Have you ever seen anyone actually faint?


I mean, it is also SO very dangerous as the patient could seriously injure their noggins, or c-spines, etc..

BUT! It's also nonsensically funny.

This is how the sequence of events went before macho man's head introduced itself to the floor:

1:A gentle degeneration of his conversation with me into a mere open mouthed and fixed stare

2:Soggy beads of sweat formed above his brow

3:Ominous swaying occurred reminiscent of a tree in the last stages of its felling...

4:Eyes rolled back into his head...

One last helpless gasp uttered and then...


The man's head, along with his macho pride and ego, deposited themselves on the bloodstained floor of the unit with a comical thud.

He remained out for the count of about five seconds before hastily standing up and attempting to regain his composure.

While breathing heavily, and swallowing incessantly he attempted to explain, mostly to salvage his shattered ego, what had happened.

"Oh? Wow! SHU! know, erm, doctor, I didn't eat anything today yet,erm.. and erm, I'm feeling like my sugar levels are low, you know...and erm, I think I should go and get something to eat because I'm not really feeling well hey, Ja it's because I didn't eat today you know, know?"

Ja I DID know. You just fainted at the sight of blood my friend.

Viciously sinking my canines into my bottom lip was the only method I could think of to stop myself from enjoying a belly-aching cackle and embarrassing this poor man even further.

And so, sensing his acute mortification that he had totally inflated the strength of his consitution in front of a lady that looks more like an 18 year old girl than a doctor, I simply nodded and let him slink off to the tuckshop without "ROFL"-ing like I really wanted to.

I haven't conducted any formal studies, but the anecdotal evidence I've collected has shown me that the sex most frightened of medical proedures, and the ones needing the most reassurance are those patients in posession of testicles.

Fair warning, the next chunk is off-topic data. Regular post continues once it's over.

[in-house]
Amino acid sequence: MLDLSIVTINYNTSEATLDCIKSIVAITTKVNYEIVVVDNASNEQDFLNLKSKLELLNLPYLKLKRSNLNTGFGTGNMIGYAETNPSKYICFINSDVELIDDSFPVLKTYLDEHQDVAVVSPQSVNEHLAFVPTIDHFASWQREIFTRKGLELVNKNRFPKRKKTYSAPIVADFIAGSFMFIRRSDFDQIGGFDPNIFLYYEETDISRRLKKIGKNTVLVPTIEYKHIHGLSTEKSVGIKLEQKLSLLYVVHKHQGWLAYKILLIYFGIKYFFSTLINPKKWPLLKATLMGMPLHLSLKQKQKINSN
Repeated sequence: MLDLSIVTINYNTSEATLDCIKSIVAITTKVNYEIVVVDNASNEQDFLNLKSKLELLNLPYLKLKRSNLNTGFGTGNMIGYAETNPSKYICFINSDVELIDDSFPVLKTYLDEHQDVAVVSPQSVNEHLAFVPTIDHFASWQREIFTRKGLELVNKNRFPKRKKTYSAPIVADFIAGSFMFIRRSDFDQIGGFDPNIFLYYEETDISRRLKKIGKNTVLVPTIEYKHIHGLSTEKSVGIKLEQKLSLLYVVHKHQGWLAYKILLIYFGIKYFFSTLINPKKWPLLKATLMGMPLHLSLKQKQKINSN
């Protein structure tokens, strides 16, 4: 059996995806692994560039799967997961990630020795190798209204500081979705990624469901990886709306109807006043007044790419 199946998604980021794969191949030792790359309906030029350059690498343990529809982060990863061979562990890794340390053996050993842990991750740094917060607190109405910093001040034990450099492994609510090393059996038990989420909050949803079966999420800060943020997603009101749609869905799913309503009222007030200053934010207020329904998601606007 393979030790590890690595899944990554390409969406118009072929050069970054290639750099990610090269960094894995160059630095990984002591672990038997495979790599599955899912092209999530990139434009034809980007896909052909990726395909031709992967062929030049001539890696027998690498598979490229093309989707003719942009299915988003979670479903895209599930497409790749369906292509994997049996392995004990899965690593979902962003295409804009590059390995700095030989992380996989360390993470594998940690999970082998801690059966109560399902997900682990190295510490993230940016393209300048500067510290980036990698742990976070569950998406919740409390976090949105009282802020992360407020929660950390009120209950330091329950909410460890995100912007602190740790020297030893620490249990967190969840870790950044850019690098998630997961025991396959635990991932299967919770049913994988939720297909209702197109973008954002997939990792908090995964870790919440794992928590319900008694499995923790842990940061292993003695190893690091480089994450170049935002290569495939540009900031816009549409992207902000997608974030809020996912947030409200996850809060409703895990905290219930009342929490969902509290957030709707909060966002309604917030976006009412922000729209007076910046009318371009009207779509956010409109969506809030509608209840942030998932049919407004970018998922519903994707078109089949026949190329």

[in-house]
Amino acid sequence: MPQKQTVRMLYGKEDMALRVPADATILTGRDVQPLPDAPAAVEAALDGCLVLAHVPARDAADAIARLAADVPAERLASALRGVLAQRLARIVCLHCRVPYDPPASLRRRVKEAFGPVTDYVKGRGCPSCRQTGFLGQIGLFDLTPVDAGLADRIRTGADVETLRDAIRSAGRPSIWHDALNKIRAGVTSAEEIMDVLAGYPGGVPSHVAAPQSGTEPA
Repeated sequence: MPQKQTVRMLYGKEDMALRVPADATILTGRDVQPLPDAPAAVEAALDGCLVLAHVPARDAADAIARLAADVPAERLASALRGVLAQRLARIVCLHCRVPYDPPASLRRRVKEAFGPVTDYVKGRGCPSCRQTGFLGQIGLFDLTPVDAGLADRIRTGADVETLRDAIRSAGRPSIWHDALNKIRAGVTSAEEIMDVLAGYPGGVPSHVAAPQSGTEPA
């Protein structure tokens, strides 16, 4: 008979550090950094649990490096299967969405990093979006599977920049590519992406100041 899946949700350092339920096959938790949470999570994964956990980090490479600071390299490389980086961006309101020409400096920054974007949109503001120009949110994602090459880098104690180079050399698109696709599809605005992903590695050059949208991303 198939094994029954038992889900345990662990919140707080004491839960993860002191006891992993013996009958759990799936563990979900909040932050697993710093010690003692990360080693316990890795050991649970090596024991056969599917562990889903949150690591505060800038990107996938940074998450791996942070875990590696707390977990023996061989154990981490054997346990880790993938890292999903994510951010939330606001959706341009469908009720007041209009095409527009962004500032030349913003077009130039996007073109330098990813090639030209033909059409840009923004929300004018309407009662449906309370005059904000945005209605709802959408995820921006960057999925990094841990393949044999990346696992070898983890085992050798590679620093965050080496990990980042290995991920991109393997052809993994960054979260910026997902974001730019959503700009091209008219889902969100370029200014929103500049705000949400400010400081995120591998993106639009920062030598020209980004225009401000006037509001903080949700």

The real alpha male macho types who have perfected that "Big Dick" swagger, inevitably are the ones fainting and screaming like little girls when faced with a little needle or a dribble of blood!

Fainting in the face of an unpleasant experience ( ie watching a chest drain insertion):

Medical term: Syncope - brief and sudden loss of counsciousness

When faced with the sight of blood, syncope is the result of a non-cardiovascular cause, in particular due to autonomic nervous system problems.
The autonomic system is responsible for regulating heart rate, blood presure and response to fear, anxiety or emotional stress.

Vasovagal syncope typically occurs when a person is standing upright and experiences an unpleasant emotional or physical stimulus ( eg fear and anxiety at the sight of blood, or pain).

The autonomic system causes the heart to beat faster and stronger, and sends an incorrect message that the heart's ventricular chambers are full of blood.

Receptors in the heart then send a message to the nervous system saying that blood pressure is too high, when it is actually too low as the heart's chambers are NOT full.

The brain then recieves this faulty message and slows the heart rate and dilates the blood vessels, dropping the blood pressure even lower and thus pumping less blood to the brain...thereby increasing the risk of fainting!

Monday, November 9, 2009

Retarded Referrals (1)

The front room in this secondary level hospital sees patients referred from the surrounding local day hospitals, and private GP practices.

Nobody, unless presenting in an emergency is supposed to be seen in our unit without a referral letter from a doctor.

However, sometimes we get referrals from retards pretending to be doctors.

(Yes, I said it,you read it, RETARDS)

(The referral letter being a self-written testament to their idiocy.)

I'm not the sharpest tool in the shed.
I'm not even marginally clever.

But compared to these blunt brained buffoons, I'm like a freaking diamond cutting laser.

This is thus the start of what is sure to be a series of posts about retarded referrals:

If you please....

Dear Colleague,

Patient seems frought with worry! I can't seem to elucidate what's on his mind?
He complains much of genital issues/? crying?/He didn't want medicine and is asking for a chest X-ray. Please see if you can manage.

Thank you,
Dr Retarded.

First lesson in retarded doctor school: